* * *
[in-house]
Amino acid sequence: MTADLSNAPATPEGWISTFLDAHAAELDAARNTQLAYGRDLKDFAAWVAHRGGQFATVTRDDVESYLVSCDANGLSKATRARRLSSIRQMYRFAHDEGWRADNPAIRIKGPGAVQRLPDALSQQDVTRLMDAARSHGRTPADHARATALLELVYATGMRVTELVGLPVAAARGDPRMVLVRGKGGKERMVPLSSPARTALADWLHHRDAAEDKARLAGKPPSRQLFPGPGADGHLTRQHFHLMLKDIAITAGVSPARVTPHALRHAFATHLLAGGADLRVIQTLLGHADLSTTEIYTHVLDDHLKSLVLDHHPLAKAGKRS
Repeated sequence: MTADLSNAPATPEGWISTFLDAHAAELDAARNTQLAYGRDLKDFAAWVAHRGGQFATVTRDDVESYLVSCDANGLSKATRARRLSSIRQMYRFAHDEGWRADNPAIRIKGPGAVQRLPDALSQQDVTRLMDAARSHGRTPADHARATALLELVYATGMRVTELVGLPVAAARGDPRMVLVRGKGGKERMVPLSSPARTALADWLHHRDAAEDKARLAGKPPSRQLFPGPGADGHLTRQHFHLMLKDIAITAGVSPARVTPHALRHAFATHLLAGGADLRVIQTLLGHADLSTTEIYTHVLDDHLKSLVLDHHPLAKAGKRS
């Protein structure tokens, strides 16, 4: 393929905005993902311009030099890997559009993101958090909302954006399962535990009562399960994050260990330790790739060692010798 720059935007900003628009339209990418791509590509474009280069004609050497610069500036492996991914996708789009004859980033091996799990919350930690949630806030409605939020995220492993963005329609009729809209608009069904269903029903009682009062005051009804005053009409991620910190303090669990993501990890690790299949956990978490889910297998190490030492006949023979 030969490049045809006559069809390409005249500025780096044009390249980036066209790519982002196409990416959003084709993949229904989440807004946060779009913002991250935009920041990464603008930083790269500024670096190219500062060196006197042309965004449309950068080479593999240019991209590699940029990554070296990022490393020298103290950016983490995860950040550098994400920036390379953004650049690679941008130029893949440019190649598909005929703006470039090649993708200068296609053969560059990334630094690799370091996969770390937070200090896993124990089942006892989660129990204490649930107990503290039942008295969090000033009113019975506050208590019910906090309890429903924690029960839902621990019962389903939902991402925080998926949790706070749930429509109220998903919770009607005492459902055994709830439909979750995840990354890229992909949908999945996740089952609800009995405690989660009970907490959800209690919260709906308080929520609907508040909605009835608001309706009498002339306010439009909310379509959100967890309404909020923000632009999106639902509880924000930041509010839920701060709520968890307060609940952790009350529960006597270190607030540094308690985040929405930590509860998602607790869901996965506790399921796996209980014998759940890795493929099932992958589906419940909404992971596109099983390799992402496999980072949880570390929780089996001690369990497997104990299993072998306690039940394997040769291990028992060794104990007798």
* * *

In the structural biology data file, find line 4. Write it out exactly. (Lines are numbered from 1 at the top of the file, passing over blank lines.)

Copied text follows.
């Protein structure tokens, strides 16, 4: 393929905005993902311009030099890997559009993101958090909302954006399962535990009562399960994050260990330790790739060692010798 720059935007900003628009339209990418791509590509474009280069004609050497610069500036492996991914996708789009004859980033091996799990919350930690949630806030409605939020995220492993963005329609009729809209608009069904269903029903009682009062005051009804005053009409991620910190303090669990993501990890690790299949956990978490889910297998190490030492006949023979 030969490049045809006559069809390409005249500025780096044009390249980036066209790519982002196409990416959003084709993949229904989440807004946060779009913002991250935009920041990464603008930083790269500024670096190219500062060196006197042309965004449309950068080479593999240019991209590699940029990554070296990022490393020298103290950016983490995860950040550098994400920036390379953004650049690679941008130029893949440019190649598909005929703006470039090649993708200068296609053969560059990334630094690799370091996969770390937070200090896993124990089942006892989660129990204490649930107990503290039942008295969090000033009113019975506050208590019910906090309890429903924690029960839902621990019962389903939902991402925080998926949790706070749930429509109220998903919770009607005492459902055994709830439909979750995840990354890229992909949908999945996740089952609800009995405690989660009970907490959800209690919260709906308080929520609907508040909605009835608001309706009498002339306010439009909310379509959100967890309404909020923000632009999106639902509880924000930041509010839920701060709520968890307060609940952790009350529960006597270190607030540094308690985040929405930590509860998602607790869901996965506790399921796996209980014998759940890795493929099932992958589906419940909404992971596109099983390799992402496999980072949880570390929780089996001690369990497997104990299993072998306690039940394997040769291990028992060794104990007798």